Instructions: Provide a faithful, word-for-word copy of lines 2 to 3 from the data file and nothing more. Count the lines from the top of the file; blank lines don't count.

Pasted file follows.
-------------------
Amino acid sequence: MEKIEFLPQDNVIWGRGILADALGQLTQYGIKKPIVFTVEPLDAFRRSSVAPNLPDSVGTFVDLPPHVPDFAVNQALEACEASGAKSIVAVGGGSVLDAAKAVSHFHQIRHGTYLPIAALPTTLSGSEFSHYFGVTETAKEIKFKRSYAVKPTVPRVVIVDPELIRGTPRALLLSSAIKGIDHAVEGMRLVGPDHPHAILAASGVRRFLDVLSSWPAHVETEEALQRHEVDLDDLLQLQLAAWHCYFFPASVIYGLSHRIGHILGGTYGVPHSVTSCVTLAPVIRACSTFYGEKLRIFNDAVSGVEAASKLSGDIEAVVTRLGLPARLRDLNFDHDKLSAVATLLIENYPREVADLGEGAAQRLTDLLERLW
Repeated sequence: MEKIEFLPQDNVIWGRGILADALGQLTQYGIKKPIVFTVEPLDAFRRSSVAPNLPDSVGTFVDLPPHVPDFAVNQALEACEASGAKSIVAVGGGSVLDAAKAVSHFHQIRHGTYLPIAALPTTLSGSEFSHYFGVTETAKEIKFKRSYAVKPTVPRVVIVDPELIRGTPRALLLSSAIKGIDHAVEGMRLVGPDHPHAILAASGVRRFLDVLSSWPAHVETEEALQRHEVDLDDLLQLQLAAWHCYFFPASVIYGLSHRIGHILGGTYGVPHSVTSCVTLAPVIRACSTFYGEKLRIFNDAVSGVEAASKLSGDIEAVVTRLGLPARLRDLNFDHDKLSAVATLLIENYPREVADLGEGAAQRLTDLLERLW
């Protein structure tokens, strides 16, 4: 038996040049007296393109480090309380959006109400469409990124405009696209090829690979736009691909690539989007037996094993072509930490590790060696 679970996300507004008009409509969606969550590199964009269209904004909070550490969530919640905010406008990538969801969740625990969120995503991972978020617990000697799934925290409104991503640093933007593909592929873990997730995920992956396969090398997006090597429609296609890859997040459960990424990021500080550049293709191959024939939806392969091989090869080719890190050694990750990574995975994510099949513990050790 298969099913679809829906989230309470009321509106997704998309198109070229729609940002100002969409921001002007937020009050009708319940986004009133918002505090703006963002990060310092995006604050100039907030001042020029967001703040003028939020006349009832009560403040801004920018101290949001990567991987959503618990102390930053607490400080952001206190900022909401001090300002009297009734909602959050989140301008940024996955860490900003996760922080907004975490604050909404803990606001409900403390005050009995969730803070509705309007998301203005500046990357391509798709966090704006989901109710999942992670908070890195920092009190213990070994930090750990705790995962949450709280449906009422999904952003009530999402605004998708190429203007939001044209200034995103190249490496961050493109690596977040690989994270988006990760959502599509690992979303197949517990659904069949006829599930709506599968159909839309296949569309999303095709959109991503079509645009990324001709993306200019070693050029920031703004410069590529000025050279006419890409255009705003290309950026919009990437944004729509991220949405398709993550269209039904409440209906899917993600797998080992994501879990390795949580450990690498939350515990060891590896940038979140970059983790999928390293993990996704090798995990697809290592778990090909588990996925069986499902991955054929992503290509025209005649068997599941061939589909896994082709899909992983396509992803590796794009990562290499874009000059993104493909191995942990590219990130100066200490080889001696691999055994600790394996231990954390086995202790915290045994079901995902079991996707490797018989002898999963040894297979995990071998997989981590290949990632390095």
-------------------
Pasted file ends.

Repeated sequence: MEKIEFLPQDNVIWGRGILADALGQLTQYGIKKPIVFTVEPLDAFRRSSVAPNLPDSVGTFVDLPPHVPDFAVNQALEACEASGAKSIVAVGGGSVLDAAKAVSHFHQIRHGTYLPIAALPTTLSGSEFSHYFGVTETAKEIKFKRSYAVKPTVPRVVIVDPELIRGTPRALLLSSAIKGIDHAVEGMRLVGPDHPHAILAASGVRRFLDVLSSWPAHVETEEALQRHEVDLDDLLQLQLAAWHCYFFPASVIYGLSHRIGHILGGTYGVPHSVTSCVTLAPVIRACSTFYGEKLRIFNDAVSGVEAASKLSGDIEAVVTRLGLPARLRDLNFDHDKLSAVATLLIENYPREVADLGEGAAQRLTDLLERLW
């Protein structure tokens, strides 16, 4: 038996040049007296393109480090309380959006109400469409990124405009696209090829690979736009691909690539989007037996094993072509930490590790060696 679970996300507004008009409509969606969550590199964009269209904004909070550490969530919640905010406008990538969801969740625990969120995503991972978020617990000697799934925290409104991503640093933007593909592929873990997730995920992956396969090398997006090597429609296609890859997040459960990424990021500080550049293709191959024939939806392969091989090869080719890190050694990750990574995975994510099949513990050790 298969099913679809829906989230309470009321509106997704998309198109070229729609940002100002969409921001002007937020009050009708319940986004009133918002505090703006963002990060310092995006604050100039907030001042020029967001703040003028939020006349009832009560403040801004920018101290949001990567991987959503618990102390930053607490400080952001206190900022909401001090300002009297009734909602959050989140301008940024996955860490900003996760922080907004975490604050909404803990606001409900403390005050009995969730803070509705309007998301203005500046990357391509798709966090704006989901109710999942992670908070890195920092009190213990070994930090750990705790995962949450709280449906009422999904952003009530999402605004998708190429203007939001044209200034995103190249490496961050493109690596977040690989994270988006990760959502599509690992979303197949517990659904069949006829599930709506599968159909839309296949569309999303095709959109991503079509645009990324001709993306200019070693050029920031703004410069590529000025050279006419890409255009705003290309950026919009990437944004729509991220949405398709993550269209039904409440209906899917993600797998080992994501879990390795949580450990690498939350515990060891590896940038979140970059983790999928390293993990996704090798995990697809290592778990090909588990996925069986499902991955054929992503290509025209005649068997599941061939589909896994082709899909992983396509992803590796794009990562290499874009000059993104493909191995942990590219990130100066200490080889001696691999055994600790394996231990954390086995202790915290045994079901995902079991996707490797018989002898999963040894297979995990071998997989981590290949990632390095």